Implications of livestock feeding management on soil fertility in the smallholder farming systems of sub-Saharan Africa
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Agriculture, Ecosystems and Environment;84(3): 227-243
Permanent link to this item: http://hdl.handle.net/10568/30027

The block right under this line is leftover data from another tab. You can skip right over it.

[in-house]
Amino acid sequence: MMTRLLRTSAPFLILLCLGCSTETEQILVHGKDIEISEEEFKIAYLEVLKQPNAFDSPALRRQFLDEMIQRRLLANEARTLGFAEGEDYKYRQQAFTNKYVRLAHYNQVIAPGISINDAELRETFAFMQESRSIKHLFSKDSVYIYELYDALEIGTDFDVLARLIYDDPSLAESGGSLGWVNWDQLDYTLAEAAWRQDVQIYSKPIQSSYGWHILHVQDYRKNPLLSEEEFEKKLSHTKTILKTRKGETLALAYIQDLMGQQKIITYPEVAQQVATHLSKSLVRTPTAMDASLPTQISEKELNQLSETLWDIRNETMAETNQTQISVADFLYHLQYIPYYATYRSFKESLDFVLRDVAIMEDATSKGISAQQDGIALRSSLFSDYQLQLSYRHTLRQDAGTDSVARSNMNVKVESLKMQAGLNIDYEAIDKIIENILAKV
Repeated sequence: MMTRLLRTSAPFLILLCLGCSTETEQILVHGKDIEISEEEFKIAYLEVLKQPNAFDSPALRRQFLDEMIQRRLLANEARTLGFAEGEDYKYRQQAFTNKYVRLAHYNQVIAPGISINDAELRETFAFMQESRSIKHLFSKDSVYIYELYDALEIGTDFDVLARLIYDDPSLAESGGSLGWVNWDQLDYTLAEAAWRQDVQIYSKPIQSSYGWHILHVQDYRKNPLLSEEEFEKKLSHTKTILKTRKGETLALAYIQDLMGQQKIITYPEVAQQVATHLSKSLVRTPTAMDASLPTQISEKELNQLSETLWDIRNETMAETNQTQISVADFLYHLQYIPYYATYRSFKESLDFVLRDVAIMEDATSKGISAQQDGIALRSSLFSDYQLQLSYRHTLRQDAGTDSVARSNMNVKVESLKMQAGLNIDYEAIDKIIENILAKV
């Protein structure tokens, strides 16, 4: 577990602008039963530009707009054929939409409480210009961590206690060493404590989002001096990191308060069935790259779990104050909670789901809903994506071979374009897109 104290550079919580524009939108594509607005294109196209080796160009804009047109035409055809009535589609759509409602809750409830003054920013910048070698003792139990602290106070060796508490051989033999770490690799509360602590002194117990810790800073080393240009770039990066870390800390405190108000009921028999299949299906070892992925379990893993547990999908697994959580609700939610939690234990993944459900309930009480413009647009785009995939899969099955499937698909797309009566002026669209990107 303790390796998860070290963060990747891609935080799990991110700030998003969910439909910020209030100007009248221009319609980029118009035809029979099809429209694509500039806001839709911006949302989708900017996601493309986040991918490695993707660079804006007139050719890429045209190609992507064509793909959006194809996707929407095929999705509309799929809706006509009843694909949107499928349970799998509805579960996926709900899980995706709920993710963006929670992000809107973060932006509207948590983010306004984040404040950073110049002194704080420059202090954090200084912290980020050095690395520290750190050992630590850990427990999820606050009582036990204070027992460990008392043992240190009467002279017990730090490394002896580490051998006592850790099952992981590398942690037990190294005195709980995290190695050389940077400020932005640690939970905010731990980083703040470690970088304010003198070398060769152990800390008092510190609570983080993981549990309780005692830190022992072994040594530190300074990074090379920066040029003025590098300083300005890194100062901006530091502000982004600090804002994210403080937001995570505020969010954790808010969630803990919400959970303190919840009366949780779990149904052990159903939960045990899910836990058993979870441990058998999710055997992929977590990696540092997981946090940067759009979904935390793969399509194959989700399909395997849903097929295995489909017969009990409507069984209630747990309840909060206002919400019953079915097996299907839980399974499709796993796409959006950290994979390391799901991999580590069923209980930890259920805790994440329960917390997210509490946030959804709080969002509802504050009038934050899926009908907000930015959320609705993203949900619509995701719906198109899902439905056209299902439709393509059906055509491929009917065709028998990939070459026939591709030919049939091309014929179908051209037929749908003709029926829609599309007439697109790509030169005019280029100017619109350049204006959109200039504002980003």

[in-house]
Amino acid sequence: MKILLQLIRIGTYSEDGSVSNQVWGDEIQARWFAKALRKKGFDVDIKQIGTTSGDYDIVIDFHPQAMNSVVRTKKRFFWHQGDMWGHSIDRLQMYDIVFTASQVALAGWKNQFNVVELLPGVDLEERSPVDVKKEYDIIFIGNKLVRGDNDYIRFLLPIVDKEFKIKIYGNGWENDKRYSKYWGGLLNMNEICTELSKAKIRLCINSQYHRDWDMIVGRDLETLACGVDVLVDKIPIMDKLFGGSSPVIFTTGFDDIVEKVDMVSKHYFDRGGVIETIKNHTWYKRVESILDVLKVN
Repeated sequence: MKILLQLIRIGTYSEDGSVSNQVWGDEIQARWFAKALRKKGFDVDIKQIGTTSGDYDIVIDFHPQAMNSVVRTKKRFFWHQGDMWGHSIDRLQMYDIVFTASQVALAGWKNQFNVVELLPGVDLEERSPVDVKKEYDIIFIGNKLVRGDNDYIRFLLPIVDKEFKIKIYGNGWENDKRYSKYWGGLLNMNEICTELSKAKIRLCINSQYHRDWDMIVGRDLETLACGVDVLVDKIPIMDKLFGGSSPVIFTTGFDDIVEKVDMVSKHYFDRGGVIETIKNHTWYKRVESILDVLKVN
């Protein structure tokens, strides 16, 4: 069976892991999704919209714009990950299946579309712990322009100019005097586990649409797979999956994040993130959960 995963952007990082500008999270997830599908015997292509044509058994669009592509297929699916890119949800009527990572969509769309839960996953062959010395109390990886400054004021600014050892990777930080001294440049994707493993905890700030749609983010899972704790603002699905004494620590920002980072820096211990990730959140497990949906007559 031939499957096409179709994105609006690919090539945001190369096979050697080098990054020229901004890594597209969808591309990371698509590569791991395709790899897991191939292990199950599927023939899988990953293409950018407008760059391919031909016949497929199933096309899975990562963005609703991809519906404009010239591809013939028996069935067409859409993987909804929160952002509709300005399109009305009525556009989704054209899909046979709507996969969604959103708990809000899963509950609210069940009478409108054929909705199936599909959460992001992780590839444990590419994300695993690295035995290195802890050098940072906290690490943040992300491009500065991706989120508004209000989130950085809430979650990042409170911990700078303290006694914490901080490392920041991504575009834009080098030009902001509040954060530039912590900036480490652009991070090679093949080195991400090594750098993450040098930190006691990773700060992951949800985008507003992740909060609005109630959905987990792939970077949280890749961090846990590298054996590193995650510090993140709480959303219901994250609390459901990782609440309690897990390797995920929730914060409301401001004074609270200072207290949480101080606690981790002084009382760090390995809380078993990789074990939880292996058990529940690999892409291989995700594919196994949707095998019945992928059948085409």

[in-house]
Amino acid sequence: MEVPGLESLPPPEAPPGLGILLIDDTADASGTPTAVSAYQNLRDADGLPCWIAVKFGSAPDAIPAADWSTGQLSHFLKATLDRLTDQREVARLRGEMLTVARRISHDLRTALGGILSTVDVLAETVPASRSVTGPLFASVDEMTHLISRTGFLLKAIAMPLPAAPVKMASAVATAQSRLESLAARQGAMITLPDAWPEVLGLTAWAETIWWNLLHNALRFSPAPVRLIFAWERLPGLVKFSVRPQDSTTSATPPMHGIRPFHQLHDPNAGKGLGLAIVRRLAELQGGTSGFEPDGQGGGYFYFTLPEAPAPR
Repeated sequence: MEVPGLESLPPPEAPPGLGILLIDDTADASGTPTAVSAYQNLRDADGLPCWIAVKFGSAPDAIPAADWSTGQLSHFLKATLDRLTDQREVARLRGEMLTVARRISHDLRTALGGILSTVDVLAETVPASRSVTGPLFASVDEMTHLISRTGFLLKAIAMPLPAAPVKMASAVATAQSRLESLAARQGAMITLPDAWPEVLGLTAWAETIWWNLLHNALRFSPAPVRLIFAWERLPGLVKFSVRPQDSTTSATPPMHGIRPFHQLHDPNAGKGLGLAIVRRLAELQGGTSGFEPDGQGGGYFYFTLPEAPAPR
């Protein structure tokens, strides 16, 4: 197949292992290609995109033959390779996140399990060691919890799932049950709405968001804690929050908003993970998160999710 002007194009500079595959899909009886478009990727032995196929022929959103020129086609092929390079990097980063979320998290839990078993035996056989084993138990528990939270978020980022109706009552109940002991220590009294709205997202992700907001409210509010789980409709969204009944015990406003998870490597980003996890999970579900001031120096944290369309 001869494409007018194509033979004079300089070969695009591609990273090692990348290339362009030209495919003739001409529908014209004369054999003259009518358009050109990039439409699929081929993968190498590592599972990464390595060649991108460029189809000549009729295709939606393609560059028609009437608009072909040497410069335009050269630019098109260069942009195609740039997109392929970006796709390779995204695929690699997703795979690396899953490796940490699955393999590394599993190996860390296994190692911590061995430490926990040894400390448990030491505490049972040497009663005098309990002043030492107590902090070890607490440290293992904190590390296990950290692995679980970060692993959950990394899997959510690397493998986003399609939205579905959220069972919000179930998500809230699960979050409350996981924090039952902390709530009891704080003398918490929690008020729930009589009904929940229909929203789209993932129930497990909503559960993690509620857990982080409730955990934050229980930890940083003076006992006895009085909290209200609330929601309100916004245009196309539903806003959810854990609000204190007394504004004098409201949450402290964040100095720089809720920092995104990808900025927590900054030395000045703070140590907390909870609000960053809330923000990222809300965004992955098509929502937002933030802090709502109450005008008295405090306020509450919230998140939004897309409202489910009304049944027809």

The role of livestock in nitrogen cycling in mixed crop-livestock farming systems of sub-Saharan Africa was explored. Cattle were fed a range of diets to investigate the effects on partitioning of nitrogen between urine and faeces and on the chemical composition of the manures produced. The trade-offs in efficiency between using the feed resources as a direct soil amendment for crop production compared with feeding to livestock and use of the manure as a fertiliser are discussed. Increased dry matter (DM) and nitrogen intake of a poor quality basal diet (barley straw) was achieved by supplementation with 15 and 30% of DM offered as Calliandra calothyrsus, Macrotyloma axillare or poultry manure. Urinary-N excretion for the basal diet (0.5 mg kg -1 liveweight (W) per day) was similar to C. calothyrsus at 15 and 30% supplementation (1.3 and 0.8 mg kg -1 W per day, respectively) and M. axillare at 15 and 30% supplementation (0.4 and 0.6 mg kg -1 W per day, respectively). In contrast, feeding poultry manure, a supplement containing highly degradable N, resulted in larger excretions of excess rumen ammonia as N in the urine, 17.5 and 23.2 mg kg -1 W per day for 15 and 30% supplementation, respectively. Diets containing the largest rate of C. calothyrsur supplementation had the lowest digestibility of N in the acid detergent fibre (ADF) and neutral detergent fibre (NDF) fractions. This was reflected in faeces from cattle fed diets supplemented with C. calothyrsus, which had substantially greater amounts of N bound to fibre (ADF and NDF) fractions than faeces from the other diets. When incubated in leaching tubes printings of C. calothyrsus showed net N mineralisation from week 2, whereas barley straw, M axillare and poultry manure immobilised N for >28, 24 and >28 weeks, respectively. Faeces derived from supplementation with C. calothyrsus and M. axillare resulted in shorter nitrogen immobilisation in leaching tubes (16 weeks) than supplementation with poultry manure (24 weeks) when compared with faeces derived from animals fed straw only (28 weeks). Similarly, reduced N uptake from 10-week-old maize plants was observed in pots to which faeces had been added compared with the control treatment. A second crop of maize had increased N uptake. Feeding poor quality crop residues like barley straw to animals produces manures with a decreased capacity to immobilise mineral N in the soil. This was shown with faeces derived from feeding ruminants a diet of only barley straw, which had a faster N mineralisation rate than fresh barley straw, a shorter and smaller N immobilisation stage in leaching tubes and gave greater N uptake in maize grown in pots. These results indicate that N losses in urine from livestock may be less important than previously thought. Most of the N is excreted in the faeces, which must be conserved and managed to maximise nutrient cycling.